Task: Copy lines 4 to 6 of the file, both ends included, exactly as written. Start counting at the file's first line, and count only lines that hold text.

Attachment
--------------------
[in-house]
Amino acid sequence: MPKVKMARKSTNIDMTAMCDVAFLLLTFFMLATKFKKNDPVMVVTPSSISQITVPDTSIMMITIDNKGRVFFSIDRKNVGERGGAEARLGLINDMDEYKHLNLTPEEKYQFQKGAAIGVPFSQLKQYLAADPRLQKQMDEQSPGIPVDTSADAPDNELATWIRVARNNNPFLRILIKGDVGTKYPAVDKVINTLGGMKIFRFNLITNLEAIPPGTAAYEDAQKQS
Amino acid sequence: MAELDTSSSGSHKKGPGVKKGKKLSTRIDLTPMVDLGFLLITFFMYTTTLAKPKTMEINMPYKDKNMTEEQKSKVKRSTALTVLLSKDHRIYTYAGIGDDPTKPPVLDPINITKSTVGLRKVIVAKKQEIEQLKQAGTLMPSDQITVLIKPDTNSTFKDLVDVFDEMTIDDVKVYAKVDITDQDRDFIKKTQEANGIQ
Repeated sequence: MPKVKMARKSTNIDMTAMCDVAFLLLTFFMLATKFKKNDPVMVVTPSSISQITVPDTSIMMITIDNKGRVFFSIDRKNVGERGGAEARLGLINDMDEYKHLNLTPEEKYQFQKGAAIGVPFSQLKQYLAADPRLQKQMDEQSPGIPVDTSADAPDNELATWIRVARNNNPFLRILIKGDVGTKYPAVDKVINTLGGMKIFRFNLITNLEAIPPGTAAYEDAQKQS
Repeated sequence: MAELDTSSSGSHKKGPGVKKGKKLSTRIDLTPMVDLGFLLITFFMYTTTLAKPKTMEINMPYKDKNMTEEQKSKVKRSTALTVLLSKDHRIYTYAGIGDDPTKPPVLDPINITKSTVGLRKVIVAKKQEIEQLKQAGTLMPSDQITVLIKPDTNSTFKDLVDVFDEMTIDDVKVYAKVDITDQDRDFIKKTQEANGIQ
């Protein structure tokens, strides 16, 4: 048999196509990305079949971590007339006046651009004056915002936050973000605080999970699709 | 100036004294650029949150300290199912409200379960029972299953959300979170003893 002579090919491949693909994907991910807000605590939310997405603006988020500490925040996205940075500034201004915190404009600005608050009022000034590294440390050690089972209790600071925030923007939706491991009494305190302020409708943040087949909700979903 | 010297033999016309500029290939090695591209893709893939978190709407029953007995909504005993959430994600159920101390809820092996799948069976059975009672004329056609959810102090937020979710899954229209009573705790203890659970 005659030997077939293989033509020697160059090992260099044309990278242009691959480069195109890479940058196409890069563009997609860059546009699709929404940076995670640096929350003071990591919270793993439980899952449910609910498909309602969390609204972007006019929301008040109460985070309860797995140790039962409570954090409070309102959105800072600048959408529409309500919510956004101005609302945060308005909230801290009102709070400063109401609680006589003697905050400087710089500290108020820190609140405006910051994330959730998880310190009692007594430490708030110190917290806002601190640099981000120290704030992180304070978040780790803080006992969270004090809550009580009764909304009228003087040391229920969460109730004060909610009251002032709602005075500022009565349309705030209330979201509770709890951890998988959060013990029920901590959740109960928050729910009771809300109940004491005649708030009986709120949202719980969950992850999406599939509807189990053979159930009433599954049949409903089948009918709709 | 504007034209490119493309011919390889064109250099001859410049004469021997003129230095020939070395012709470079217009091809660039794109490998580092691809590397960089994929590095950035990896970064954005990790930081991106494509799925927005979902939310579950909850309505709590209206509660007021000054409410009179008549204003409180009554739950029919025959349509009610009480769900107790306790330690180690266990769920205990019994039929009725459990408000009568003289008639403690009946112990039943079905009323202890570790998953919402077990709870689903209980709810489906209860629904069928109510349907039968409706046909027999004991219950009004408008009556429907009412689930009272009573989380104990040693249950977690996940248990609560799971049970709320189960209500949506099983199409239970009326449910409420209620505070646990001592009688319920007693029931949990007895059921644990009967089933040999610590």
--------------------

Repeated sequence: MPKVKMARKSTNIDMTAMCDVAFLLLTFFMLATKFKKNDPVMVVTPSSISQITVPDTSIMMITIDNKGRVFFSIDRKNVGERGGAEARLGLINDMDEYKHLNLTPEEKYQFQKGAAIGVPFSQLKQYLAADPRLQKQMDEQSPGIPVDTSADAPDNELATWIRVARNNNPFLRILIKGDVGTKYPAVDKVINTLGGMKIFRFNLITNLEAIPPGTAAYEDAQKQS
Repeated sequence: MAELDTSSSGSHKKGPGVKKGKKLSTRIDLTPMVDLGFLLITFFMYTTTLAKPKTMEINMPYKDKNMTEEQKSKVKRSTALTVLLSKDHRIYTYAGIGDDPTKPPVLDPINITKSTVGLRKVIVAKKQEIEQLKQAGTLMPSDQITVLIKPDTNSTFKDLVDVFDEMTIDDVKVYAKVDITDQDRDFIKKTQEANGIQ
């Protein structure tokens, strides 16, 4: 048999196509990305079949971590007339006046651009004056915002936050973000605080999970699709 | 100036004294650029949150300290199912409200379960029972299953959300979170003893 002579090919491949693909994907991910807000605590939310997405603006988020500490925040996205940075500034201004915190404009600005608050009022000034590294440390050690089972209790600071925030923007939706491991009494305190302020409708943040087949909700979903 | 010297033999016309500029290939090695591209893709893939978190709407029953007995909504005993959430994600159920101390809820092996799948069976059975009672004329056609959810102090937020979710899954229209009573705790203890659970 005659030997077939293989033509020697160059090992260099044309990278242009691959480069195109890479940058196409890069563009997609860059546009699709929404940076995670640096929350003071990591919270793993439980899952449910609910498909309602969390609204972007006019929301008040109460985070309860797995140790039962409570954090409070309102959105800072600048959408529409309500919510956004101005609302945060308005909230801290009102709070400063109401609680006589003697905050400087710089500290108020820190609140405006910051994330959730998880310190009692007594430490708030110190917290806002601190640099981000120290704030992180304070978040780790803080006992969270004090809550009580009764909304009228003087040391229920969460109730004060909610009251002032709602005075500022009565349309705030209330979201509770709890951890998988959060013990029920901590959740109960928050729910009771809300109940004491005649708030009986709120949202719980969950992850999406599939509807189990053979159930009433599954049949409903089948009918709709 | 504007034209490119493309011919390889064109250099001859410049004469021997003129230095020939070395012709470079217009091809660039794109490998580092691809590397960089994929590095950035990896970064954005990790930081991106494509799925927005979902939310579950909850309505709590209206509660007021000054409410009179008549204003409180009554739950029919025959349509009610009480769900107790306790330690180690266990769920205990019994039929009725459990408000009568003289008639403690009946112990039943079905009323202890570790998953919402077990709870689903209980709810489906209860629904069928109510349907039968409706046909027999004991219950009004408008009556429907009412689930009272009573989380104990040693249950977690996940248990609560799971049970709320189960209500949506099983199409239970009326449910409420209620505070646990001592009688319920007693029931949990007895059921644990009967089933040999610590």